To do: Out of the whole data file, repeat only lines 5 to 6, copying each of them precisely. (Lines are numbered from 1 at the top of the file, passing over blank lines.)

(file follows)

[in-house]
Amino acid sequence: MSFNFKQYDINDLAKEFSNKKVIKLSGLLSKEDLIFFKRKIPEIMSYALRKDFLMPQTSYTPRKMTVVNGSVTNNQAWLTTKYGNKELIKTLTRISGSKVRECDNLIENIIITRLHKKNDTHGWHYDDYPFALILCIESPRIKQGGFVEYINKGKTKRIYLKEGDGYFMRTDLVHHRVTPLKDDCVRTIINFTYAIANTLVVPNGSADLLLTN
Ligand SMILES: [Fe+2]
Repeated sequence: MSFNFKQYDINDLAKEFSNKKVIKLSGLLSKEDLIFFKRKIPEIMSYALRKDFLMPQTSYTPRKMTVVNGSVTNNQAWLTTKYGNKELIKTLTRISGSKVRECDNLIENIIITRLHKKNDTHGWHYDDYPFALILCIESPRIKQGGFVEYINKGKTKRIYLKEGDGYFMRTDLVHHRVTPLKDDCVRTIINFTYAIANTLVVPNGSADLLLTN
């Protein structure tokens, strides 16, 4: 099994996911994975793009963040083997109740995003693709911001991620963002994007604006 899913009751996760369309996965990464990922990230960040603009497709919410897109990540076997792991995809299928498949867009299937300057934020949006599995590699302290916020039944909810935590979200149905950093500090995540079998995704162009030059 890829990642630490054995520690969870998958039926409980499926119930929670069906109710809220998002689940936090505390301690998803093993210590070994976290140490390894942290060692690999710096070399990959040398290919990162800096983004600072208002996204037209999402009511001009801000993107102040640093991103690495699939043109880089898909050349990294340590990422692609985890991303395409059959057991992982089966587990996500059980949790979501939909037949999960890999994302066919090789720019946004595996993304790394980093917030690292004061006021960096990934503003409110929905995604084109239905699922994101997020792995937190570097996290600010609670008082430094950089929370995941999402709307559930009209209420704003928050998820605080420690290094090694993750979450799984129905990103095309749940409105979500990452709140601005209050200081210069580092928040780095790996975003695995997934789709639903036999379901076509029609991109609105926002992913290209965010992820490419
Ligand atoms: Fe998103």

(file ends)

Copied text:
């Protein structure tokens, strides 16, 4: 099994996911994975793009963040083997109740995003693709911001991620963002994007604006 899913009751996760369309996965990464990922990230960040603009497709919410897109990540076997792991995809299928498949867009299937300057934020949006599995590699302290916020039944909810935590979200149905950093500090995540079998995704162009030059 890829990642630490054995520690969870998958039926409980499926119930929670069906109710809220998002689940936090505390301690998803093993210590070994976290140490390894942290060692690999710096070399990959040398290919990162800096983004600072208002996204037209999402009511001009801000993107102040640093991103690495699939043109880089898909050349990294340590990422692609985890991303395409059959057991992982089966587990996500059980949790979501939909037949999960890999994302066919090789720019946004595996993304790394980093917030690292004061006021960096990934503003409110929905995604084109239905699922994101997020792995937190570097996290600010609670008082430094950089929370995941999402709307559930009209209420704003928050998820605080420690290094090694993750979450799984129905990103095309749940409105979500990452709140601005209050200081210069580092928040780095790996975003695995997934789709639903036999379901076509029609991109609105926002992913290209965010992820490419
Ligand atoms: Fe998103």